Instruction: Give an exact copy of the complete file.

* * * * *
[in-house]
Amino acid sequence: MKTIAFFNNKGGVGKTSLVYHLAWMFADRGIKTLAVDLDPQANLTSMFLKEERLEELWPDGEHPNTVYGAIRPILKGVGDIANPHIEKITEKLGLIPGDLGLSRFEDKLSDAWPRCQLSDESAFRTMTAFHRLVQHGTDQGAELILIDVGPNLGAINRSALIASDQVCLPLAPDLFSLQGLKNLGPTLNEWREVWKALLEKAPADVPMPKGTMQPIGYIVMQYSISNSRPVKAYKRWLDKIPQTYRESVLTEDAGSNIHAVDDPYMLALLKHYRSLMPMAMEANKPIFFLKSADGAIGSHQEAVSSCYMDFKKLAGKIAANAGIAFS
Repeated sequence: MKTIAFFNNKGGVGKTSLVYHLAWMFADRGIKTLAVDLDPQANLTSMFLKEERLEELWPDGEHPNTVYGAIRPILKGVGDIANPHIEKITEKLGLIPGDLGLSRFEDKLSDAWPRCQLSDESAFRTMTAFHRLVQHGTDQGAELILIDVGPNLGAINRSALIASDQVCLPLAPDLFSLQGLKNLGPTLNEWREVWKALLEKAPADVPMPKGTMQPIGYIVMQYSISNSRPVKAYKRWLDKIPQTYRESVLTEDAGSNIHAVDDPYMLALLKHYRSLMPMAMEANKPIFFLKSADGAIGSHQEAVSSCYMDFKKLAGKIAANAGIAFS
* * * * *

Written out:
[in-house]
Amino acid sequence: MKTIAFFNNKGGVGKTSLVYHLAWMFADRGIKTLAVDLDPQANLTSMFLKEERLEELWPDGEHPNTVYGAIRPILKGVGDIANPHIEKITEKLGLIPGDLGLSRFEDKLSDAWPRCQLSDESAFRTMTAFHRLVQHGTDQGAELILIDVGPNLGAINRSALIASDQVCLPLAPDLFSLQGLKNLGPTLNEWREVWKALLEKAPADVPMPKGTMQPIGYIVMQYSISNSRPVKAYKRWLDKIPQTYRESVLTEDAGSNIHAVDDPYMLALLKHYRSLMPMAMEANKPIFFLKSADGAIGSHQEAVSSCYMDFKKLAGKIAANAGIAFS
Repeated sequence: MKTIAFFNNKGGVGKTSLVYHLAWMFADRGIKTLAVDLDPQANLTSMFLKEERLEELWPDGEHPNTVYGAIRPILKGVGDIANPHIEKITEKLGLIPGDLGLSRFEDKLSDAWPRCQLSDESAFRTMTAFHRLVQHGTDQGAELILIDVGPNLGAINRSALIASDQVCLPLAPDLFSLQGLKNLGPTLNEWREVWKALLEKAPADVPMPKGTMQPIGYIVMQYSISNSRPVKAYKRWLDKIPQTYRESVLTEDAGSNIHAVDDPYMLALLKHYRSLMPMAMEANKPIFFLKSADGAIGSHQEAVSSCYMDFKKLAGKIAANAGIAFS